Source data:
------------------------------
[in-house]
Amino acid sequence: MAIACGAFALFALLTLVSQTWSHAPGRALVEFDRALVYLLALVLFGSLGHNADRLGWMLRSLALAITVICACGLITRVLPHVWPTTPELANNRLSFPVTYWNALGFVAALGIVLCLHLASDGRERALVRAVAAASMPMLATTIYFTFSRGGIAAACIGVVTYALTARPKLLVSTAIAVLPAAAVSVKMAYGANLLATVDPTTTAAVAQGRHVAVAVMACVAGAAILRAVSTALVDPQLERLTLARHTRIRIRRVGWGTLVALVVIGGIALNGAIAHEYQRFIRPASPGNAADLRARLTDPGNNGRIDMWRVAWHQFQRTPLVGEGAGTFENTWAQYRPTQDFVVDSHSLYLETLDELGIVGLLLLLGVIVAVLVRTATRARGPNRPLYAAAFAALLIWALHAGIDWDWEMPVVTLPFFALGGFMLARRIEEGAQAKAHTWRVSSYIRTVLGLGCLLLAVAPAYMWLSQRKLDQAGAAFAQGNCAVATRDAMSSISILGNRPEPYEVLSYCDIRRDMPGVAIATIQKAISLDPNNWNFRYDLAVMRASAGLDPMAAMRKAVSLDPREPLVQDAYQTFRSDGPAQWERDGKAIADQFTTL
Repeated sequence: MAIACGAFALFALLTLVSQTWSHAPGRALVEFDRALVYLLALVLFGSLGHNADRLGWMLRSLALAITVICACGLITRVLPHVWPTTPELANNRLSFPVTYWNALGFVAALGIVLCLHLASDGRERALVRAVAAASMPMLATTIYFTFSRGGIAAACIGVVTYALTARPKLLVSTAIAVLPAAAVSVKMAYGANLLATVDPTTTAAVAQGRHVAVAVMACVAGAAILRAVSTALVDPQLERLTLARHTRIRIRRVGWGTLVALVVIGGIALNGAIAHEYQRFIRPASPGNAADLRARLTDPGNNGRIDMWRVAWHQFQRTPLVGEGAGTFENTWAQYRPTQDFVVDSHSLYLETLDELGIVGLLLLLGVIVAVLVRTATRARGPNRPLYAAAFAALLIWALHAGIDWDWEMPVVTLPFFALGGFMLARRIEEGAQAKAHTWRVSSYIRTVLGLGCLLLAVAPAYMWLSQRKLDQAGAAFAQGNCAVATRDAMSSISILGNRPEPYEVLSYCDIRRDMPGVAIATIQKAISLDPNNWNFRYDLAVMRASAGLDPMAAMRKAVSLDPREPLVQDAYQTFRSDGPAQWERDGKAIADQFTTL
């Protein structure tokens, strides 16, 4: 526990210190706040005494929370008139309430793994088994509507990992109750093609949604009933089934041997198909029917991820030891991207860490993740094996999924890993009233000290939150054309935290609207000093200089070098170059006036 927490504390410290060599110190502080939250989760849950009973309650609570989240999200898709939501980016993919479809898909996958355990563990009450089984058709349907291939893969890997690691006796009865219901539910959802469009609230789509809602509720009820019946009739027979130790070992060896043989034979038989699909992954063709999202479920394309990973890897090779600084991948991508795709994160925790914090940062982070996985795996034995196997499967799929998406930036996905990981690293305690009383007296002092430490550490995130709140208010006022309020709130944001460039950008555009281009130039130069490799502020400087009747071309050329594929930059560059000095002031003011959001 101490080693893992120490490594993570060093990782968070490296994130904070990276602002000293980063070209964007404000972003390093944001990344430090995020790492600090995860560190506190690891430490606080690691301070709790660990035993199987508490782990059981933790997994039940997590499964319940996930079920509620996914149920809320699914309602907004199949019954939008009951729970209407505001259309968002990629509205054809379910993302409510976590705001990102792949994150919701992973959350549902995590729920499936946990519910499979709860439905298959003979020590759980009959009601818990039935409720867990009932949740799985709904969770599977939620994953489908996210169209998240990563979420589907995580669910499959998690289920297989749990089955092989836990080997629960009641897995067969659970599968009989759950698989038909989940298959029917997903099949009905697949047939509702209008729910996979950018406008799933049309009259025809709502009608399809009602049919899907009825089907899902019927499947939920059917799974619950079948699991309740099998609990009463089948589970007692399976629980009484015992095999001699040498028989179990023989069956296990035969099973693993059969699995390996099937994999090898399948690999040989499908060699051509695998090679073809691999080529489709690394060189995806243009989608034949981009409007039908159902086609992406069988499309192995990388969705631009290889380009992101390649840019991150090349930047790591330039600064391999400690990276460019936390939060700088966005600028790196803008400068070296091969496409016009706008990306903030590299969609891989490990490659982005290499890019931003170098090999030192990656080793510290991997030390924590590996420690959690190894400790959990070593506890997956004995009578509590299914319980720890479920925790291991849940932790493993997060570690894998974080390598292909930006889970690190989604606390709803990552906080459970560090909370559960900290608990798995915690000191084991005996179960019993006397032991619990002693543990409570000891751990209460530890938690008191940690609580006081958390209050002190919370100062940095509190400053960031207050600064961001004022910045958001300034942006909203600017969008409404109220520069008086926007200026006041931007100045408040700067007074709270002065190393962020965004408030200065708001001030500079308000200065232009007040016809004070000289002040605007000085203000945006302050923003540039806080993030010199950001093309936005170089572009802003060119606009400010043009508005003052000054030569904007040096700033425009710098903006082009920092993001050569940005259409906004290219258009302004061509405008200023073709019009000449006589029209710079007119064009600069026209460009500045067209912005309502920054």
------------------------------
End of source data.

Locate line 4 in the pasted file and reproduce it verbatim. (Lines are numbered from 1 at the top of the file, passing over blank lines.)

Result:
């Protein structure tokens, strides 16, 4: 526990210190706040005494929370008139309430793994088994509507990992109750093609949604009933089934041997198909029917991820030891991207860490993740094996999924890993009233000290939150054309935290609207000093200089070098170059006036 927490504390410290060599110190502080939250989760849950009973309650609570989240999200898709939501980016993919479809898909996958355990563990009450089984058709349907291939893969890997690691006796009865219901539910959802469009609230789509809602509720009820019946009739027979130790070992060896043989034979038989699909992954063709999202479920394309990973890897090779600084991948991508795709994160925790914090940062982070996985795996034995196997499967799929998406930036996905990981690293305690009383007296002092430490550490995130709140208010006022309020709130944001460039950008555009281009130039130069490799502020400087009747071309050329594929930059560059000095002031003011959001 101490080693893992120490490594993570060093990782968070490296994130904070990276602002000293980063070209964007404000972003390093944001990344430090995020790492600090995860560190506190690891430490606080690691301070709790660990035993199987508490782990059981933790997994039940997590499964319940996930079920509620996914149920809320699914309602907004199949019954939008009951729970209407505001259309968002990629509205054809379910993302409510976590705001990102792949994150919701992973959350549902995590729920499936946990519910499979709860439905298959003979020590759980009959009601818990039935409720867990009932949740799985709904969770599977939620994953489908996210169209998240990563979420589907995580669910499959998690289920297989749990089955092989836990080997629960009641897995067969659970599968009989759950698989038909989940298959029917997903099949009905697949047939509702209008729910996979950018406008799933049309009259025809709502009608399809009602049919899907009825089907899902019927499947939920059917799974619950079948699991309740099998609990009463089948589970007692399976629980009484015992095999001699040498028989179990023989069956296990035969099973693993059969699995390996099937994999090898399948690999040989499908060699051509695998090679073809691999080529489709690394060189995806243009989608034949981009409007039908159902086609992406069988499309192995990388969705631009290889380009992101390649840019991150090349930047790591330039600064391999400690990276460019936390939060700088966005600028790196803008400068070296091969496409016009706008990306903030590299969609891989490990490659982005290499890019931003170098090999030192990656080793510290991997030390924590590996420690959690190894400790959990070593506890997956004995009578509590299914319980720890479920925790291991849940932790493993997060570690894998974080390598292909930006889970690190989604606390709803990552906080459970560090909370559960900290608990798995915690000191084991005996179960019993006397032991619990002693543990409570000891751990209460530890938690008191940690609580006081958390209050002190919370100062940095509190400053960031207050600064961001004022910045958001300034942006909203600017969008409404109220520069008086926007200026006041931007100045408040700067007074709270002065190393962020965004408030200065708001001030500079308000200065232009007040016809004070000289002040605007000085203000945006302050923003540039806080993030010199950001093309936005170089572009802003060119606009400010043009508005003052000054030569904007040096700033425009710098903006082009920092993001050569940005259409906004290219258009302004061509405008200023073709019009000449006589029209710079007119064009600069026209460009500045067209912005309502920054």